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The Condition of the Working-Class in…

The Condition of the Working-Class in England From Personal Observation… (original 1844; edition 1973)

by Friedrich Engels (Author)

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813617,728 (4.01)7
The Condition of the Working Class in England is the best known work of Engels, and still in many ways the best study of the working class in Victorian England. What Cobbett had done for agricultural poverty in his Rural Rides, Engels did - and more - in this work on the plight of industrialworkers in England in the 1840s.… (more)
Title:The Condition of the Working-Class in England From Personal Observation and Authentic Sources
Authors:Friedrich Engels (Author)
Info:Moscow: Progress Publishers. Edition: First,Thus
Collections:Your library

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The Condition of the Working Class in England by Friedrich Engels (1844)


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» See also 7 mentions

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Want to read this because Jeannette Winterson recommends it in "Why Be Happy When You Could Be Normal?" According to her, it's "a frightening, upsetting account of the effects of the Industrial Revolution on ordinary people -- what happens when people 'regard each other only as useful objects.'"
  Deborah_Markus | Aug 8, 2015 |
This should have been my first economics book. Alas...much later in life.... ( )
  carterchristian1 | Feb 15, 2014 |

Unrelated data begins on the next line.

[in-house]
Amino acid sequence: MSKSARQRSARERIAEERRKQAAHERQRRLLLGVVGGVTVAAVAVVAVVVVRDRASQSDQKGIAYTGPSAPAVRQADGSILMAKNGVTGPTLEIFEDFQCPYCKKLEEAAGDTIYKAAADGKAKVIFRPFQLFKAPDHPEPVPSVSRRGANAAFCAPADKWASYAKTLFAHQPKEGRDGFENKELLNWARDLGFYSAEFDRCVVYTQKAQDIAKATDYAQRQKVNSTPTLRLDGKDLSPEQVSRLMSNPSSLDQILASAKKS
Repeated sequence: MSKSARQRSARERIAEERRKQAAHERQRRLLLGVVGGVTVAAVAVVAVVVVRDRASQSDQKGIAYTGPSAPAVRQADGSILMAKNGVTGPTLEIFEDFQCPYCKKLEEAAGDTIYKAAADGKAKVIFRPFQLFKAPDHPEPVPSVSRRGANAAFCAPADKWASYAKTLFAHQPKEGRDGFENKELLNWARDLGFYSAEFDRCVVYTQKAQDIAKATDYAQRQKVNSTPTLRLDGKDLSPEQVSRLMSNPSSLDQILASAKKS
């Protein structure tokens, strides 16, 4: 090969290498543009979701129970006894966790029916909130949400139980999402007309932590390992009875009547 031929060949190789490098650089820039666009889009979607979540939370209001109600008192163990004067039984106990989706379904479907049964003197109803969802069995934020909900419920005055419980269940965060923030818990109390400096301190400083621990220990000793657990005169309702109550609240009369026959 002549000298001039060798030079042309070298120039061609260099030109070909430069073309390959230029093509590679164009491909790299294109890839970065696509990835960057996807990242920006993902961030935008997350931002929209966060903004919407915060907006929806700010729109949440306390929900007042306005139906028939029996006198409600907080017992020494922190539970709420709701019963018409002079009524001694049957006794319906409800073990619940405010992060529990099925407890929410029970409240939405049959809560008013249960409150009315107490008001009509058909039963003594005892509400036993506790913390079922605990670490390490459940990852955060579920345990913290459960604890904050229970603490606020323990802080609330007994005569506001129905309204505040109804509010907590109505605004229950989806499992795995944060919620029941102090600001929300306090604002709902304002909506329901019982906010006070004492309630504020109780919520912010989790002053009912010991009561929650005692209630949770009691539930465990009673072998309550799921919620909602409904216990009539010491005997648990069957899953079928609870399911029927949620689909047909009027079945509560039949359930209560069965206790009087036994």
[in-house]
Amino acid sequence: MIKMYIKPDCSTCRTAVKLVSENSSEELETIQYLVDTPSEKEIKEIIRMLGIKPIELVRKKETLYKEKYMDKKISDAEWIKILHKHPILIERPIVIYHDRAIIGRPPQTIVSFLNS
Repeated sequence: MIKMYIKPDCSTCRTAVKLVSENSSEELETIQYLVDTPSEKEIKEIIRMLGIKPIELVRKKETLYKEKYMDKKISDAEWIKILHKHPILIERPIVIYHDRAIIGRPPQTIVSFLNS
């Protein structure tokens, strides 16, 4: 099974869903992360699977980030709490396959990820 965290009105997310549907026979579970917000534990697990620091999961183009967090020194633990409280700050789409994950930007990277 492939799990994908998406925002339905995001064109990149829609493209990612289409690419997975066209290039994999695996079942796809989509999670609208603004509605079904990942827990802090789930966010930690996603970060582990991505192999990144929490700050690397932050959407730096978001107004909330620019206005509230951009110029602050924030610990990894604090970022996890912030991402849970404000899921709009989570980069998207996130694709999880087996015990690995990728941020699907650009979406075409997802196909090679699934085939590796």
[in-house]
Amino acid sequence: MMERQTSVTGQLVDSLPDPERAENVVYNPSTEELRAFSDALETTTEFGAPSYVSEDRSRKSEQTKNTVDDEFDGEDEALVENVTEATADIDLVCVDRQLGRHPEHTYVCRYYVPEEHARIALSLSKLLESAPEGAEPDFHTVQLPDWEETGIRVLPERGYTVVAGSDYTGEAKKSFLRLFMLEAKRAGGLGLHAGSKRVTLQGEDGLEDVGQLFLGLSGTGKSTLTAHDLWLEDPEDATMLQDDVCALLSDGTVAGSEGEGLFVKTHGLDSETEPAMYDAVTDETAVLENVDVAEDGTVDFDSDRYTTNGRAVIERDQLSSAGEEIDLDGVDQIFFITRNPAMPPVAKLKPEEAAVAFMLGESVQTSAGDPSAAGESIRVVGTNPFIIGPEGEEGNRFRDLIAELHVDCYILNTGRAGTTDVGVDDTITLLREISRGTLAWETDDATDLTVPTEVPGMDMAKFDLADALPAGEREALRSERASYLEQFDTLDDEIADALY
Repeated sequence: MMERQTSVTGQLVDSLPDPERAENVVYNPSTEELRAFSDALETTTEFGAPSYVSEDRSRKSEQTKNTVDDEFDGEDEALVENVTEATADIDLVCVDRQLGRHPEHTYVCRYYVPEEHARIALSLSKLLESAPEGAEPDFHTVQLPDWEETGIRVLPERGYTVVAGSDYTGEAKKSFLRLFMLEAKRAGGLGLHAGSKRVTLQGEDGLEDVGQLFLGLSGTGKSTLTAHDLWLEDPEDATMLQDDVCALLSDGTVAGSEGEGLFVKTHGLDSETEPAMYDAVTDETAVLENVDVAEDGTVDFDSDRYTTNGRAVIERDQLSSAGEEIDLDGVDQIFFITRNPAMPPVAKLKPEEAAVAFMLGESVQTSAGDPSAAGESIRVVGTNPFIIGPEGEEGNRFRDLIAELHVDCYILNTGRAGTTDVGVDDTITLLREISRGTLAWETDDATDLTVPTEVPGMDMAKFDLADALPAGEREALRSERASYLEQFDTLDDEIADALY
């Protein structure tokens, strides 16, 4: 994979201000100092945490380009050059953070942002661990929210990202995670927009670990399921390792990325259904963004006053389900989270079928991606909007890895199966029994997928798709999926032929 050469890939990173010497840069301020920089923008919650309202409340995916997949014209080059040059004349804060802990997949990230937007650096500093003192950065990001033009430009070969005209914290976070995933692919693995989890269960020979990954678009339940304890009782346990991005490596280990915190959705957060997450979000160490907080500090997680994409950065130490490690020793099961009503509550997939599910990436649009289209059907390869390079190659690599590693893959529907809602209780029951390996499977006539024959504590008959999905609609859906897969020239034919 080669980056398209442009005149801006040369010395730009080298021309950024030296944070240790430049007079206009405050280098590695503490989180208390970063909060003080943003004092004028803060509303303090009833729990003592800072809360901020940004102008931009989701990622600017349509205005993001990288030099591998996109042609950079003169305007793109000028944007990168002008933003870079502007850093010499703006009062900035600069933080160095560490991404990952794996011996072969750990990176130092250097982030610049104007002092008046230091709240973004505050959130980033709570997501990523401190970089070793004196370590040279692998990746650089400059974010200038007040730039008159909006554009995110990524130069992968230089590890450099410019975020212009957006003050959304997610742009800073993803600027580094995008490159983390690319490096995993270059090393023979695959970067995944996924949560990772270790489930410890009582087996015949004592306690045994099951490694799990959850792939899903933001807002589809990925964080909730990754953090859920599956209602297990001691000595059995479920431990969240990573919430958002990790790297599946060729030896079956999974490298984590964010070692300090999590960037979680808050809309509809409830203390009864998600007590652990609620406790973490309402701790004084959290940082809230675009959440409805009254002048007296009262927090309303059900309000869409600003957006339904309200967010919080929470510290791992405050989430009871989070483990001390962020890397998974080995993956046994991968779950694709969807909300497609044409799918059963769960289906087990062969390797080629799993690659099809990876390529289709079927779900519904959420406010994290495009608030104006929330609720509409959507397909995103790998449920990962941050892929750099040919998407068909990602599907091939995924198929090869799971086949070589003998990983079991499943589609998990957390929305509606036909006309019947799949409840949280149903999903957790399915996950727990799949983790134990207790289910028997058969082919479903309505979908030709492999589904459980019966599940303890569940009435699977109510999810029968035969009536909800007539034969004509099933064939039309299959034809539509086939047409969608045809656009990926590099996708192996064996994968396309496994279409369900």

Gripping descriptions of working class conditions. Strong in utilizing statistics for population and production arguments about causation of same. Wasn't expecting a name drop of Faraday, that was a surprise. Also really interesting details on technology and its repercussions. Vivid sections on how the working conditions affected mental and physical health.

Long, dreary stretches going over the differences between Chartists and Socialists and their respective aims, though this might have been important for the intended German audience. Here's where the Penguin Classics edition could have helped the reader by supplying some background.

Exhuberant, youthful writing, that occasionally could have stood being reined in. His opinions on the Irish are unenlightened and cringe worthy. ( )
  encephalical | Sep 25, 2013 |
A harrowing and frightening book. Some things really have not changed over the past two centuries.

A grisly tour of the slums of the factory towns of the Industrial Revolution. Engels, an angry young man, details the blackened suffering of the workers there, their ignorance, poverty, sickness. I recall many similar details from Mike Davis' book on a 'planet of slums', and many things I've seen too. Beggars with severed and gnarled limbs, live wires, poisoned water. The narrow maze-like patch-work buildings. Except they're not in England now - many of the slum factory-workers now are in the 'developing' world. A specter haunts not only Europe.

Although one may have criticisms of his solution, and those who have claimed to follow it, it is not left to any level of doubt what was wrong with the old world. A fearsome social document in its own right. ( )
  HadriantheBlind | Mar 30, 2013 |
The Condition of the Working Class in England (Oxford World's Classics) by Friedrich Engels (1999)
  leese | Nov 23, 2009 |
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» Add other authors (14 possible)

Author nameRoleType of authorWork?Status
Engels, Friedrichprimary authorall editionsconfirmed
Hobsbawm. E. J.Introductionsecondary authorsome editionsconfirmed
Kelley, FlorenceTranslatorsecondary authorsome editionsconfirmed
McLellan, DavidEditorsecondary authorsome editionsconfirmed
Valette, Pierre AdolpheCover artistsecondary authorsome editionsconfirmed
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The history of the proletariat in England begins with the second half of the last century, with the invention of the steam-engine and of machinery for working cotton.

(from the Introduction)
The order of our investigation of the different sections of the proletariat follows naturally from the forgoing history of its rise.

(from chapter one, "The Industrial Proletariat")
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